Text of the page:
No Soup for you!  Please, not again? 

Not so quick!  We let it go the full 90 minutes and started the extraction process.  Slow and fiddly and many coffee filters were required due to the raft breaking up a bit as we battled it for the very clear liquid that could be coaxed out of the pot.

After we decided to let it go the last 30 minutes we got to work on the Wontons because we needed to eat something somehow someway...

It took awhile to do the filtering, but we ended up with a pot of very consommé looking consommé.  And there was much rejoicing and excitement throughout the trashed kitchen!  It took so long to filter that we had cold consommé only to play with.  No big deal, we have fire, right.

Ah, crap!  While we were frying up our first batch of Wontons we let the consommé heat all the way up to a boil.  Don't do that!  It went cloudy at first, but it turned into a sort of suspended sediment.  No one anywhere we looked earlier in the day suggested this could happen.  We briefly considered filtering again, but we were hungry and the Wontons were ready and the leftover bread warmed again. 

We soldiered on, but does anyone know what happened there?


It was tasty, absolutely!  Perhaps the double stock creation process we used helped?  But it didn't look very consomméy at the eating part of the process.  The Wontons were great in it!

A lot of work that got us nowhere, but eventually we ended up with a two-partnight dinner.

There was some left over but it went to the great drain in the sink due to it having a disproportionate amount of the crud we created during the accidental boiling part - we tried really hard not to get it in our bowls for the dinner part of the event.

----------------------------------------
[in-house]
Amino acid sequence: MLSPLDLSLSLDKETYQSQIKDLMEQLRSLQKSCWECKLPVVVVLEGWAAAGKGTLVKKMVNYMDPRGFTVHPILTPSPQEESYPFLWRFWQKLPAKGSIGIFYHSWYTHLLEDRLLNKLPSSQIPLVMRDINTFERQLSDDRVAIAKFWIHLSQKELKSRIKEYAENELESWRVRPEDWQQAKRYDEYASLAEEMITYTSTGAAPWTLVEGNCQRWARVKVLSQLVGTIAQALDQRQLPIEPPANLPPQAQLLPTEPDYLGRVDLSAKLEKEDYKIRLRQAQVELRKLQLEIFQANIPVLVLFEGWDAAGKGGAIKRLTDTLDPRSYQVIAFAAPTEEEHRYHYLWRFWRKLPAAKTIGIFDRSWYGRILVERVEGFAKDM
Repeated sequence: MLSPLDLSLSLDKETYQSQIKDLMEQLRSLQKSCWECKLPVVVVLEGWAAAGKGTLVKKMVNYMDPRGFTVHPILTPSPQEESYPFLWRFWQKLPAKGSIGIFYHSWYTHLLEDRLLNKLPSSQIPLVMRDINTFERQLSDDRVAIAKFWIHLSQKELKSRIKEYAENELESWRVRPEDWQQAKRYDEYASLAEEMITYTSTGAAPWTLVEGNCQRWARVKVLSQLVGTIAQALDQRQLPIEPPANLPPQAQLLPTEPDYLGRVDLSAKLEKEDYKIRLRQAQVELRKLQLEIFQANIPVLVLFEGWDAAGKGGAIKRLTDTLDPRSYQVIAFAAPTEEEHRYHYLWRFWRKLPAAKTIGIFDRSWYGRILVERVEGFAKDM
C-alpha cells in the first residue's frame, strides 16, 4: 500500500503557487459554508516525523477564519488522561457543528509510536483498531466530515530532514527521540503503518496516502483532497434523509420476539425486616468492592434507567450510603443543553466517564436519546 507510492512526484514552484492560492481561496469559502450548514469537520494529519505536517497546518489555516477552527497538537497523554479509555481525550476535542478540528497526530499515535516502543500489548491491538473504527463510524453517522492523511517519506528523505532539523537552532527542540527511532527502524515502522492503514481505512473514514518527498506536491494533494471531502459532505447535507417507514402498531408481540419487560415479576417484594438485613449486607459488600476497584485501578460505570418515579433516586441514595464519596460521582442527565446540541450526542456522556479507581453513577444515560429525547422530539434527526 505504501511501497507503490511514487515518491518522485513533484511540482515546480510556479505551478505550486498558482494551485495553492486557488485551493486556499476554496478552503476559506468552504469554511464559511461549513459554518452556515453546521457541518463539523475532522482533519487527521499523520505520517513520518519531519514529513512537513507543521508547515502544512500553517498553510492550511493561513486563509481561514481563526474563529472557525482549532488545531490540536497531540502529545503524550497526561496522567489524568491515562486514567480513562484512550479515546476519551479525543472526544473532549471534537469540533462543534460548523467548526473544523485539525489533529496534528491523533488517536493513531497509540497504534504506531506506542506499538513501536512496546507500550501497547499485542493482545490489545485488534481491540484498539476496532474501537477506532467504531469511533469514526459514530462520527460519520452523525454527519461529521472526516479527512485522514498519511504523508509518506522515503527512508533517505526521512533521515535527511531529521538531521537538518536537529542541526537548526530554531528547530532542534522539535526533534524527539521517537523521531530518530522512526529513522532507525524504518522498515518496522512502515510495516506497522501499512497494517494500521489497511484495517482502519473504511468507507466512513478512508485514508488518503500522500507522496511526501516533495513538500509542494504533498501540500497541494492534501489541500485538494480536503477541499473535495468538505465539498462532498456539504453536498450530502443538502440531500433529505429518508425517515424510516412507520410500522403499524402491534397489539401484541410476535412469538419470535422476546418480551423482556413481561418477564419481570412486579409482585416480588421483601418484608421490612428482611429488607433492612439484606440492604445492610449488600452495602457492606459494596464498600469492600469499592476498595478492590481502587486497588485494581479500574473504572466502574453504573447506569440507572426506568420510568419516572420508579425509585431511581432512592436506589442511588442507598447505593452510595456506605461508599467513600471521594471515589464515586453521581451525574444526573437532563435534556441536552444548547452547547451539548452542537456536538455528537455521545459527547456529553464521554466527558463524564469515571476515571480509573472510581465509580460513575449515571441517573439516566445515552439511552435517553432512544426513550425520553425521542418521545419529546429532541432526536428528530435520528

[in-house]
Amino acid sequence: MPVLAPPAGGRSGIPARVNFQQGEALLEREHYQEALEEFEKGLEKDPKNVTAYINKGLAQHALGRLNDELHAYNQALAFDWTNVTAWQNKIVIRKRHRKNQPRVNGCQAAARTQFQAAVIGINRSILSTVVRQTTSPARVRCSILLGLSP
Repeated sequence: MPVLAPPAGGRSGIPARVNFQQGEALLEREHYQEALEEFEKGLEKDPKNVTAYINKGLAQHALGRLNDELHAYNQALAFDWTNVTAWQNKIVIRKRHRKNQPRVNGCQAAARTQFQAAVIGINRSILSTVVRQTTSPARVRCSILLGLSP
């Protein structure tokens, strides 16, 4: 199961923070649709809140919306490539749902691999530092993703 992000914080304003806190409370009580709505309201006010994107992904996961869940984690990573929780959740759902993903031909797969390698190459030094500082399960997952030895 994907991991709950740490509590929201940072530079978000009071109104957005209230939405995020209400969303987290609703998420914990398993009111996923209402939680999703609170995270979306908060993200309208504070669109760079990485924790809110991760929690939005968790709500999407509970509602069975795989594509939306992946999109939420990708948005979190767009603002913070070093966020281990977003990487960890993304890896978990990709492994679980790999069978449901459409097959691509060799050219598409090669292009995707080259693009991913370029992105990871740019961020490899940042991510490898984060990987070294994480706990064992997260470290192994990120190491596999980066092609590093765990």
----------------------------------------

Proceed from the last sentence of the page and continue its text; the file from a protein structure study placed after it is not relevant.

Recipes & Destructions Instructions



We did it, but we failed too - more than once...

It would take a very extra super duper special event for us to try a Consommé again, and even then we'd almost certainly skip it.  A well executed bowl would look awesome served up to guests, but the specific needs of the cooking process and our level of skill in understanding exactly what is happening makes it just to risky.  We would cry if we tried again and didn't end up with a great bowl.

The Wontons and Bread on the other hand, do have a place in the lets-impress-the-guests file and we look forward to the opportunity to unleash these dishes upon others.

As always, we dug into the Cellar for a wine to share our project with.  Not surprisingly, nothing was suggested as a match for consommé.  We settled on something we've never seen before because it was suggested as a match for chicken dishes.  It had a little sweetness to it that we though offset nicely what was going on in the consommé.